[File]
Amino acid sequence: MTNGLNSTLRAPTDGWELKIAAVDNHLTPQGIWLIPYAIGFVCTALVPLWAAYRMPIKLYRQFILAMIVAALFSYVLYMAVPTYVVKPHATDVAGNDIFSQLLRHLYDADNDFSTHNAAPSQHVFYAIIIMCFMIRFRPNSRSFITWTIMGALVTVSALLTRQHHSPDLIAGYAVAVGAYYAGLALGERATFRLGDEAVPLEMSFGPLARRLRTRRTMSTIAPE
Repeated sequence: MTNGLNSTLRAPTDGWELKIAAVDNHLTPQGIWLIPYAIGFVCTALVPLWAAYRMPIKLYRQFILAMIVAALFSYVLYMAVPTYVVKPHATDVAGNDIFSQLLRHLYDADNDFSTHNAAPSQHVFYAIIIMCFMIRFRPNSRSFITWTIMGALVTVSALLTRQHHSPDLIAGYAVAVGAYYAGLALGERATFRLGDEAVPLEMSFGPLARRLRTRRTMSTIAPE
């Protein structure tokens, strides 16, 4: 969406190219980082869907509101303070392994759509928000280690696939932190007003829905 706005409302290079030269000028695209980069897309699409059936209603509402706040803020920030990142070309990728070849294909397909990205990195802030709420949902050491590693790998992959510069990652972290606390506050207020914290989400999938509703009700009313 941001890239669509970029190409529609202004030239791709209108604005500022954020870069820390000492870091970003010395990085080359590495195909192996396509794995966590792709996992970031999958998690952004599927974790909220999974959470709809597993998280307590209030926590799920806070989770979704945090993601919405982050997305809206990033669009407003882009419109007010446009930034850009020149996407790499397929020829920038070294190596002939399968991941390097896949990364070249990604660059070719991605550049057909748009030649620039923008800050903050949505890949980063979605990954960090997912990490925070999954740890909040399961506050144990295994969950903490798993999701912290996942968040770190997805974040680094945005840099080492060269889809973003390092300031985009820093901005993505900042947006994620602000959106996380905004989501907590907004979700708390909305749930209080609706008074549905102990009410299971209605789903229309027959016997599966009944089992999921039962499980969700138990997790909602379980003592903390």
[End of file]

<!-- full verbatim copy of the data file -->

Amino acid sequence: MTNGLNSTLRAPTDGWELKIAAVDNHLTPQGIWLIPYAIGFVCTALVPLWAAYRMPIKLYRQFILAMIVAALFSYVLYMAVPTYVVKPHATDVAGNDIFSQLLRHLYDADNDFSTHNAAPSQHVFYAIIIMCFMIRFRPNSRSFITWTIMGALVTVSALLTRQHHSPDLIAGYAVAVGAYYAGLALGERATFRLGDEAVPLEMSFGPLARRLRTRRTMSTIAPE
Repeated sequence: MTNGLNSTLRAPTDGWELKIAAVDNHLTPQGIWLIPYAIGFVCTALVPLWAAYRMPIKLYRQFILAMIVAALFSYVLYMAVPTYVVKPHATDVAGNDIFSQLLRHLYDADNDFSTHNAAPSQHVFYAIIIMCFMIRFRPNSRSFITWTIMGALVTVSALLTRQHHSPDLIAGYAVAVGAYYAGLALGERATFRLGDEAVPLEMSFGPLARRLRTRRTMSTIAPE
């Protein structure tokens, strides 16, 4: 969406190219980082869907509101303070392994759509928000280690696939932190007003829905 706005409302290079030269000028695209980069897309699409059936209603509402706040803020920030990142070309990728070849294909397909990205990195802030709420949902050491590693790998992959510069990652972290606390506050207020914290989400999938509703009700009313 941001890239669509970029190409529609202004030239791709209108604005500022954020870069820390000492870091970003010395990085080359590495195909192996396509794995966590792709996992970031999958998690952004599927974790909220999974959470709809597993998280307590209030926590799920806070989770979704945090993601919405982050997305809206990033669009407003882009419109007010446009930034850009020149996407790499397929020829920038070294190596002939399968991941390097896949990364070249990604660059070719991605550049057909748009030649620039923008800050903050949505890949980063979605990954960090997912990490925070999954740890909040399961506050144990295994969950903490798993999701912290996942968040770190997805974040680094945005840099080492060269889809973003390092300031985009820093901005993505900042947006994620602000959106996380905004989501907590907004979700708390909305749930209080609706008074549905102990009410299971209605789903229309027959016997599966009944089992999921039962499980969700138990997790909602379980003592903390």